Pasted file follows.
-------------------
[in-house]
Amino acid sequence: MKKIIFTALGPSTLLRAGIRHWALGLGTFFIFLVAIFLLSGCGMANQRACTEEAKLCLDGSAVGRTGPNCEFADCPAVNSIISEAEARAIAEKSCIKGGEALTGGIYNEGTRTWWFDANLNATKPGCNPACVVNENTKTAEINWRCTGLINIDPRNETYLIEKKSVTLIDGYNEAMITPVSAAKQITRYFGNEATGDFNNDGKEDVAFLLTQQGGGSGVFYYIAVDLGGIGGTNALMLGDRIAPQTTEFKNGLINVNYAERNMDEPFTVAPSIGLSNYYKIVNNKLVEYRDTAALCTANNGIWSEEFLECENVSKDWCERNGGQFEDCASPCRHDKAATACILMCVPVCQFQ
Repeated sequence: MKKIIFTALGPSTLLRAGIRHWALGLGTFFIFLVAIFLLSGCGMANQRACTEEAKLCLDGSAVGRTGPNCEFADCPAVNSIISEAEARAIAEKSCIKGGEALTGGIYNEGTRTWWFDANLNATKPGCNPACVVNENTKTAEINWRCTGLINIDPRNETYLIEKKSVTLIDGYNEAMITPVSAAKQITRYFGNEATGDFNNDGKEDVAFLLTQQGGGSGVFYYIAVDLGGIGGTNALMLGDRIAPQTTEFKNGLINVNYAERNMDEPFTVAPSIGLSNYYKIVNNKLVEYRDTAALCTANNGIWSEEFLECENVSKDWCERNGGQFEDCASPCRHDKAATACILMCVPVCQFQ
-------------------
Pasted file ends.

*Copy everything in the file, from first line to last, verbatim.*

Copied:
[in-house]
Amino acid sequence: MKKIIFTALGPSTLLRAGIRHWALGLGTFFIFLVAIFLLSGCGMANQRACTEEAKLCLDGSAVGRTGPNCEFADCPAVNSIISEAEARAIAEKSCIKGGEALTGGIYNEGTRTWWFDANLNATKPGCNPACVVNENTKTAEINWRCTGLINIDPRNETYLIEKKSVTLIDGYNEAMITPVSAAKQITRYFGNEATGDFNNDGKEDVAFLLTQQGGGSGVFYYIAVDLGGIGGTNALMLGDRIAPQTTEFKNGLINVNYAERNMDEPFTVAPSIGLSNYYKIVNNKLVEYRDTAALCTANNGIWSEEFLECENVSKDWCERNGGQFEDCASPCRHDKAATACILMCVPVCQFQ
Repeated sequence: MKKIIFTALGPSTLLRAGIRHWALGLGTFFIFLVAIFLLSGCGMANQRACTEEAKLCLDGSAVGRTGPNCEFADCPAVNSIISEAEARAIAEKSCIKGGEALTGGIYNEGTRTWWFDANLNATKPGCNPACVVNENTKTAEINWRCTGLINIDPRNETYLIEKKSVTLIDGYNEAMITPVSAAKQITRYFGNEATGDFNNDGKEDVAFLLTQQGGGSGVFYYIAVDLGGIGGTNALMLGDRIAPQTTEFKNGLINVNYAERNMDEPFTVAPSIGLSNYYKIVNNKLVEYRDTAALCTANNGIWSEEFLECENVSKDWCERNGGQFEDCASPCRHDKAATACILMCVPVCQFQ